In the latest issue of Public Health Reports, May/June 2014, the University of California and San Diego Health and Human Services members Dr. Elizabeth Rosenblum, Dr. Sarah McBane, Ms. Wendy Wang, and Dr. Mark Sawyer report on the successes of the Tdap Cocooning Program during the 2010 California Pertussis Epidemic. The program is used to protect newborns by immunizing family members in a hospital-based vaccine clinic.
Infants are at greatest risk for mortality from pertussis infection. Since 2005, the Advisory Committee on Immunization Practices has recommended a cocooning strategy of vaccinating all close contacts of infants with tetanus, diphtheria, and acellular pertussis (Tdap) vaccine to reduce the risk of transmitting pertussis. Difficulties in establishing a complete cocoon have been reported in the literature. We determined whether families of newborns could be fully immunized against pertussis, thereby providing a complete cocoon of protection.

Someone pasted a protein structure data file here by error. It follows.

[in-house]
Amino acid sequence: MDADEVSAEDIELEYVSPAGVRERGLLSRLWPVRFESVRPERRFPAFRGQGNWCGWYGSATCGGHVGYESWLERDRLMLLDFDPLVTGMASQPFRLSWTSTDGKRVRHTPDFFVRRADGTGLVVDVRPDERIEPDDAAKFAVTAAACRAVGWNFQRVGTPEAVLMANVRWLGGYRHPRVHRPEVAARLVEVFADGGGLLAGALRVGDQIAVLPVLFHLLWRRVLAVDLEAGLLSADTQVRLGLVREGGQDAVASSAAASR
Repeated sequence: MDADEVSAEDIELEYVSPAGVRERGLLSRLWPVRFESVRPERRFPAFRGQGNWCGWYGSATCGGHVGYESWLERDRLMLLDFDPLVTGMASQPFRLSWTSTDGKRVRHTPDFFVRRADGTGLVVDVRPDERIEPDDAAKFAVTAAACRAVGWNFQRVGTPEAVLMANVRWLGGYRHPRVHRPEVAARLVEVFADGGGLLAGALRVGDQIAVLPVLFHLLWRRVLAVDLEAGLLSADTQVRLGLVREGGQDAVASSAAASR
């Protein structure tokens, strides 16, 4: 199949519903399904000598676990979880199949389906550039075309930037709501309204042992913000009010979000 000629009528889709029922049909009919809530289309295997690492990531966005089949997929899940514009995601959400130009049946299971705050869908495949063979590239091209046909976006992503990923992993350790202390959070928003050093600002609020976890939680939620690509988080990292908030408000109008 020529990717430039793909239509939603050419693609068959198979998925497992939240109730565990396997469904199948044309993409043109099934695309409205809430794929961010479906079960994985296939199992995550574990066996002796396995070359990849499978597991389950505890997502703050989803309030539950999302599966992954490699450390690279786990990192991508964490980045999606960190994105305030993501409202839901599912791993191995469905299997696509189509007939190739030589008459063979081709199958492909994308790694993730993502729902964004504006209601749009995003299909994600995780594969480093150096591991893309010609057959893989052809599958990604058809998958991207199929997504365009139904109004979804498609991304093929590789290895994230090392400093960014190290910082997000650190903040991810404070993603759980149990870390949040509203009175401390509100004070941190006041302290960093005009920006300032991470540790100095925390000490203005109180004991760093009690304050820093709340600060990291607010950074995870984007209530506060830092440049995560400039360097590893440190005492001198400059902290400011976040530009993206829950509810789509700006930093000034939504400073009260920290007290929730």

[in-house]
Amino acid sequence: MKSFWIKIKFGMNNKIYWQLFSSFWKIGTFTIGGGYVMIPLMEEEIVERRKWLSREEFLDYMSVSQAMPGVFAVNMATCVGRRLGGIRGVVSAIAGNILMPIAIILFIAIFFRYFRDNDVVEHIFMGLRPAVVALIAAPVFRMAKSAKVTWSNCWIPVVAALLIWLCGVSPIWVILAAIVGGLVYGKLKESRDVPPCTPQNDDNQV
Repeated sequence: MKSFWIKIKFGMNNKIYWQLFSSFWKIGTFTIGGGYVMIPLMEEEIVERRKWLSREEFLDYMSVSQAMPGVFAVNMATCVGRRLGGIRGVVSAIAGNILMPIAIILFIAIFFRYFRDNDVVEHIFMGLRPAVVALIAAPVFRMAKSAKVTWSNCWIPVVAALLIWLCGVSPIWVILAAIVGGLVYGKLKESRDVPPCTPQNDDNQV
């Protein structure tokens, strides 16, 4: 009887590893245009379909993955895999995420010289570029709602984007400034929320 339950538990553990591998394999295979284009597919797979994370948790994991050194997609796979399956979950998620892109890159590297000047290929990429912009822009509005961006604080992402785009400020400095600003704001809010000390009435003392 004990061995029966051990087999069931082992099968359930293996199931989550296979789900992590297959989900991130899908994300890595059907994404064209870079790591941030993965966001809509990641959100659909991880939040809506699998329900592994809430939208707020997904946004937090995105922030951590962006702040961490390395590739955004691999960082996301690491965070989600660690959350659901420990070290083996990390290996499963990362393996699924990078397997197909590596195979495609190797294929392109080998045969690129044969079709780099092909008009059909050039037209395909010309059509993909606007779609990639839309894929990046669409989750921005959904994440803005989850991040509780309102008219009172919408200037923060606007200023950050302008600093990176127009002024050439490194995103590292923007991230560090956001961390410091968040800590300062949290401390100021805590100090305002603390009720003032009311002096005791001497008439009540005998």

The report shows that during the intervention period, 243 postpartum patients and 1,287 other family members of newborns were immunized, with 84.8 percent of all family members receiving Tdap vaccination. Seventy-six percent of households reported a complete cocoon. In the control group, 52.2 percent of all family members received Tdap vaccination, and 29.3 percent of households had a complete cocoon. In the control group, fewer family members completed Tdap vaccination in the larger households than in the smaller households (p=0.008). It can now be concluded that a cocooning strategy can be successfully implemented, such that the majority of newborns leave the hospital with their families fully immunized against pertussis.
This week’s PHR feature article, Protecting Newborns by Immunizing Family Members in a Hospital-Based Vaccine Clinic: A Successful Tdap Cocooning Program During the 2010 California Pertussis Epidemic, will be open access through June 19. For full access to all current content, visit the Public Health Reports website to subscribe.